Last year, the market endured its worst performance since 2008, yet companies like Exxon, Merck, and Northrop Grumman all posted returns in excess of 40 percent. How does this happen, and more importantly, how do investors find these winners and avoid negative returns?
While I can explain how it happens, if I knew how to simply just discover the winners, I would day trade in my pajamas and wouldn’t work for anybody else. Unfortunately, there is no magic formula to simply choose the best performers. And that brings us full circle to index funds.
When you read or hear that “the market” is down this year, what exactly does that mean? Typically, it means that the S&P 500 is down. The S&P 500 is an index that measures the performance of the 500 largest American companies and represents roughly 80 percent of the dollars invested in the U.S. stock market.
An index fund, then, is an investment fund that is attempting to mimic the performance of a particular index. If the index in question is the S&P 500, then the fund will have exposure to all 500 of those companies. While that includes Exxon, Merck, and Northrop Grumman, it also includes all of those stocks that lost value.
So why then invest in index funds? Wouldn’t it be better to just concentrate on the healthy companies and leave the others out of the portfolio? And, of course, it would, but since nobody knows which companies will succeed and which will fail, the safest and most cost-effective approach is to invest in all of them through an index fund.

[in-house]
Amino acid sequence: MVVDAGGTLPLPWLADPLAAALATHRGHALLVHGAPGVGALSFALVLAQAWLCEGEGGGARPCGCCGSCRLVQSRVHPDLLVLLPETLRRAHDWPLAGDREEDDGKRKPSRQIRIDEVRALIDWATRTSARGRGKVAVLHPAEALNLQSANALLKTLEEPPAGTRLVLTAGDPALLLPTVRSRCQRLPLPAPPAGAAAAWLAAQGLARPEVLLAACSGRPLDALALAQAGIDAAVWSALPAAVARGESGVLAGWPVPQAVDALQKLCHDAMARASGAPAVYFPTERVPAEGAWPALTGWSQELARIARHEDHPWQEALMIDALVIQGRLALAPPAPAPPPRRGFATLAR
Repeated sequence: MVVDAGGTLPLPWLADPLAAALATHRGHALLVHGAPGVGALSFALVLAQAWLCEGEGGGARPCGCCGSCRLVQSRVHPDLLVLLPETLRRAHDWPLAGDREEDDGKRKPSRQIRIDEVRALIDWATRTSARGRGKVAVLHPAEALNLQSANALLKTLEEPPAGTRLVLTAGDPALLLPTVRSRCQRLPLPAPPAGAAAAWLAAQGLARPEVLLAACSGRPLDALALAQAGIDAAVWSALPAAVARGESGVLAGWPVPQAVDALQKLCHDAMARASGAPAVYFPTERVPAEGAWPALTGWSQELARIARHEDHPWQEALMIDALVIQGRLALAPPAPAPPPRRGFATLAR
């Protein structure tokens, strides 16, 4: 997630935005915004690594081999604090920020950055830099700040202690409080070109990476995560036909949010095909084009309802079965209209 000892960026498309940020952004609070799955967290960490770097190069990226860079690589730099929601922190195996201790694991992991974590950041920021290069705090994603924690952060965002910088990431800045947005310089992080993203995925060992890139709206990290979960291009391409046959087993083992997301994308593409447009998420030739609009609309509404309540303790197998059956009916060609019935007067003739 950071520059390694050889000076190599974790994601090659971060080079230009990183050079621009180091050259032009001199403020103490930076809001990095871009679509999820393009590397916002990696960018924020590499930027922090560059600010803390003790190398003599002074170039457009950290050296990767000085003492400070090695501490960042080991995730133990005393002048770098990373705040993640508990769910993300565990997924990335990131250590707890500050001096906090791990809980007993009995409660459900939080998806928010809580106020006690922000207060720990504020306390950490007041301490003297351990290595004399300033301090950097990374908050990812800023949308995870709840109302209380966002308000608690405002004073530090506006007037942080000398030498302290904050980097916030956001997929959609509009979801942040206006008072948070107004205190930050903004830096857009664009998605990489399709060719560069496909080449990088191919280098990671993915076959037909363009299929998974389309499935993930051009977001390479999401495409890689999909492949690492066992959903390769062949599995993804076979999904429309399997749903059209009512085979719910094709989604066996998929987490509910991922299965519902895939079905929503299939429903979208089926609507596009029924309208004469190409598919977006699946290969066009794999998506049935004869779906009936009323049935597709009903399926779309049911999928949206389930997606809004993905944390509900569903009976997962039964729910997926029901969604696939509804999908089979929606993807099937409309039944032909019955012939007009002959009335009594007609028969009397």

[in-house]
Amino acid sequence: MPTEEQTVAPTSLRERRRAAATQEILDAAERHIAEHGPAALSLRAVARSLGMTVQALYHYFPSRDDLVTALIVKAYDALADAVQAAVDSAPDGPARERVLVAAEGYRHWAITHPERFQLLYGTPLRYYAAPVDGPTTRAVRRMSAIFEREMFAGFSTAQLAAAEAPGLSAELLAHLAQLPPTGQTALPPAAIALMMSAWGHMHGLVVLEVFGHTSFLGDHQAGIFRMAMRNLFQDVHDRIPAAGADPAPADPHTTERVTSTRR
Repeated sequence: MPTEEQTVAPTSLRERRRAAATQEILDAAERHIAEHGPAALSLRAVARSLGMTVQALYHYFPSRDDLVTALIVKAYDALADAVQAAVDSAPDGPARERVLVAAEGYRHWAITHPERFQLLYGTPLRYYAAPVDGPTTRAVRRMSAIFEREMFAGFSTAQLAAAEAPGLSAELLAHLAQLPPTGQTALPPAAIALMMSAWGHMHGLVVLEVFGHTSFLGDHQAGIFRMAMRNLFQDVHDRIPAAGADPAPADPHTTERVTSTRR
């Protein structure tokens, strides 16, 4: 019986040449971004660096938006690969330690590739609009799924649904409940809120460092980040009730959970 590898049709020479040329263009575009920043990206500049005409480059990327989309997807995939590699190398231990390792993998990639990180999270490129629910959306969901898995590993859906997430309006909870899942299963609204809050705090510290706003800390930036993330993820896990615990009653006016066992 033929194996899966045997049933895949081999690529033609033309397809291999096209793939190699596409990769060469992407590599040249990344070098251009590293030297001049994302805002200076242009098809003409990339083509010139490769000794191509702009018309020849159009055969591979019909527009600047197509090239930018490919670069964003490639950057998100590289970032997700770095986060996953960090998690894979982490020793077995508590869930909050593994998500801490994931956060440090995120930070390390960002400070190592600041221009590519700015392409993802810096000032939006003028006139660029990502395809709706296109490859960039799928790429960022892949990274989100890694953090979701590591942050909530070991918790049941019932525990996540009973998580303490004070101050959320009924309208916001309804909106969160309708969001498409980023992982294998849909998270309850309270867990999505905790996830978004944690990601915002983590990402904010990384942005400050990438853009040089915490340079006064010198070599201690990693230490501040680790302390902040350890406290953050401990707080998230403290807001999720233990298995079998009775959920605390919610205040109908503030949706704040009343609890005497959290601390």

Index funds are passively managed, meaning that there is no human making decisions about which investments are included. It simply tracks the formula. Conversely, actively managed funds feature human managers that sort through the fundamentals of each potential stock, trying to find the best ones. However, those humans rarely outperform the formula with any consistency.
The one thing that is consistent with an actively managed fund is the cost. Humans get paid, formulas do not. And that makes the costs on index funds substantially lower than their actively-managed counterparts.
Furthermore, the index funds have performed well over time. They also allow investors to avoid the risk that comes with a single stock. Yes, risk produces return, and if the returns were always like the companies listed above, there would be no merit in index funds. But at one point in time, companies like Blockbuster Video, Enron, and Radio Shack enjoyed outlandish returns. However, had you held their stocks when they went bankrupt, you would have lost the entirety of your investment.
Index funds really turn out to be more of a measure of the overall health of the economy rather than the health of an individual business. The fund is unlikely to produce returns of the magnitude of Exxon last year, a whopping 80 percent. And that makes them boring. But they are consistent and safe over long periods of time, and that makes them successful.
The strategy at Force Acres is to remain boring with your core investments. I want our investment portfolios to be consistent, safe, and cost-effective, and therefore I rely heavily on index funds across multiple asset classes.
Once your core investments reach a point that enables you to achieve your financial goals, then it could be a good time to begin exploring some more excitement outside of your core. But until then, I remain an advocate for the steady and boring route to financial independence.